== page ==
Tips on Writing Assessment Questions

Assessments can be used to test knowledge in increments throughout the class (formative) and at the end of a class (summative). Here is a resource that describes the role of formative and summative questions in the context of course development: Back to the Basics on Curriculum Design, Paving the Way for Your Learners

Here is a basic timeline of a course and where outcomes and objectives are fulfilled in formative and summative questions:


Course timeline that is formative assessments that are paired with objectives and one final summative assessment that is paired with course outcomes.

Within these two categories (formative and summative), there are endless ways to write questions to measure an objective or an outcome. Formative questions are connected to the course objectives and they are a low-stakes way of assessing knowledge. For example, you present a module of course material and put knowledge checks after each sub-section to see if the learner has retained the information. This is helpful to you as an instructor to see if the learners are understanding the information you wrote and it is helpful for a learner to gauge their personal progress. The learner can also find areas of opportunity or focus throughout the class.

Examples of formative questions

  • Polling (see polling section in this website)
  • Discussion board postings
  • Voting in a synchronous online meeting
  • Answering/Writing small responses to a section of course content

Resource: Case vignettes and formative assessment ideas for your classroom.

Summative questions are linked to the course outcomes. The assessment is usually a final project or exam. It is a demonstration of the knowledge gained and the items should map back to a specific outcome listed at the beginning of the course. The summative evaluation is a demonstration of mastery and proficiency after the course material has been covered.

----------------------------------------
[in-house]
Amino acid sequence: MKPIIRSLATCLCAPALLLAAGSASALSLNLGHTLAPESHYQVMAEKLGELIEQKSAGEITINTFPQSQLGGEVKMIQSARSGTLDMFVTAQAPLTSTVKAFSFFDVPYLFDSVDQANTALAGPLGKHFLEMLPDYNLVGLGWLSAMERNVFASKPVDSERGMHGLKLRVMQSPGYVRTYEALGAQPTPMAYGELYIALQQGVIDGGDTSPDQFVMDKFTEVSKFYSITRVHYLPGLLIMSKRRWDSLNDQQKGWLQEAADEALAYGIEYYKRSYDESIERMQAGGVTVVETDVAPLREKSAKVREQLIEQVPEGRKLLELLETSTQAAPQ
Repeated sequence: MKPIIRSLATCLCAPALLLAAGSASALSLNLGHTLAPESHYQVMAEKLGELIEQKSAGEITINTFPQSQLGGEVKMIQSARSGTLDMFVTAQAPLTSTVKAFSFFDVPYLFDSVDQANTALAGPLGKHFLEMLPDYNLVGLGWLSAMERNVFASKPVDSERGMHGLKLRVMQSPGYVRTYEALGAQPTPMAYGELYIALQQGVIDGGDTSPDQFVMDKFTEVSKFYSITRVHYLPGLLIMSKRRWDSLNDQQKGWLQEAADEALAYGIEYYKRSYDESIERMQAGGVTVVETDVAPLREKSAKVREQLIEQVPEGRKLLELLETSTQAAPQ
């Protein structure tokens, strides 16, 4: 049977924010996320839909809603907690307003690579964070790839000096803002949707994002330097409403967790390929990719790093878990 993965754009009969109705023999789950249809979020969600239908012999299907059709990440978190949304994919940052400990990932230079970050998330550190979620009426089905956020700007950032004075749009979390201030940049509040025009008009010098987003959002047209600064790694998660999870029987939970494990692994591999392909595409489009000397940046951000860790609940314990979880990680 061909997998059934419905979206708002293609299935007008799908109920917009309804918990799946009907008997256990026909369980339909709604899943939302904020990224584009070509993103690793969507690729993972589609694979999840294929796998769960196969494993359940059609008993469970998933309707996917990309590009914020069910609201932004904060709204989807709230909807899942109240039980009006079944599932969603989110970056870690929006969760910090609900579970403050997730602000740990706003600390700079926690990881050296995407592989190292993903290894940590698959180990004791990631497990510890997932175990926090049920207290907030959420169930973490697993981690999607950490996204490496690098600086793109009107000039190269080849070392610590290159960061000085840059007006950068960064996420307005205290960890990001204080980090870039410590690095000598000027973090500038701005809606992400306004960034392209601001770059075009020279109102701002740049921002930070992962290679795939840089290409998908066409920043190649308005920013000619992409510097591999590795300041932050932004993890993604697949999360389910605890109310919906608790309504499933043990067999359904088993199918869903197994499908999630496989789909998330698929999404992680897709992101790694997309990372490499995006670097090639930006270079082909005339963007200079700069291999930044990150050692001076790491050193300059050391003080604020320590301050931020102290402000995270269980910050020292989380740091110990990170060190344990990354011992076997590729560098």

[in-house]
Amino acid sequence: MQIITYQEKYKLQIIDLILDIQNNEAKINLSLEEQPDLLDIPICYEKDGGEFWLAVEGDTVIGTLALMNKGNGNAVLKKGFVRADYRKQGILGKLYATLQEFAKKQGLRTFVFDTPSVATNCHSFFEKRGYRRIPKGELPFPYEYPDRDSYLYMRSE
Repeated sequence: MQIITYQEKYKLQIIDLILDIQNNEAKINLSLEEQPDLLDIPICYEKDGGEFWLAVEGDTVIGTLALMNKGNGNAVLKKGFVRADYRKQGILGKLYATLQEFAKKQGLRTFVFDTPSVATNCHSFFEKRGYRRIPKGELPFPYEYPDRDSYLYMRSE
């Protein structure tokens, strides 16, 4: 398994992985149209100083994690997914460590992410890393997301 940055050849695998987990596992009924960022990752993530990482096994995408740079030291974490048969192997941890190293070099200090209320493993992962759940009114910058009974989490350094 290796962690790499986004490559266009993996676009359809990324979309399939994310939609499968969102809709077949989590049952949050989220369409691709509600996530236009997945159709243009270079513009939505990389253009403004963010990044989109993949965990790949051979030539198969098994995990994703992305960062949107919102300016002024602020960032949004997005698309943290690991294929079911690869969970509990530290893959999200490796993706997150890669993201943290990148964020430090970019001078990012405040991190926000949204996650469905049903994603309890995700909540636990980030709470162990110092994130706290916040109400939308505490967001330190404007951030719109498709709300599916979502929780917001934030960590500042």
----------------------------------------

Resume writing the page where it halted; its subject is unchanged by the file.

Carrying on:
Examples of Summative Assessments

  • Final project
  • Final exam
  • Portfolio
  • Practical examination
  • Creative assignments
  • Peer/Self-evaluation

CME-Specific Online Course Assessment Requirements

  • Each accredited course is required to end with a graded post test which will be tied to the learner's CME certificate. You may wish to have additional assessments throughout the class, for example, in between video segments, in an interactive, or on the main course page.
  • The following examples are for how to write assessment questions for our platform; however, if you are looking for a resource to assist you with writing general quiz questions for interactives or videos, this resource offers more information: How to Write Good E-Learning Quiz Questions
  • These can be drag and drop, multiple choice, matching, or other type of quantitative questions.
  • They should include rationales for the correct answer, as well as rationales for why the other answers are not correct. The rationales should not say what the correct answer is.
  • Options should be matched in length - without having one answer that is much longer or much shorter than the rest.
  • Avoid none of the above or all of the above because options shuffle and this option could end up out of place.

Building questions in an LMS

There are numerous ways to build assessments in your online course and both Moodle and Canvas have question-building tools to help guide your process. Traditional questions, such as multiple choice, true/false, essay, fill-in-the-blank, and matching are available. Each LMS has additional question types and they are detailed in the resources below.

How to write questions in Moodle

How to write questions in Canvas


In an online class, communication is one of the most important aspects of teaching and rubrics are a great resource for boosting communication. Assessing projects and written material can be daunting and also a point of miscommunication between you and your learners. A rubric can help communicate your expectations of a course requirement and helps students understand their grade. It’s easier to communicate an evaluation online when there are clear expectations and feedback.


Grading Rubrics: Examples of Rubric Creation
Example 1 - Research Paper Rubric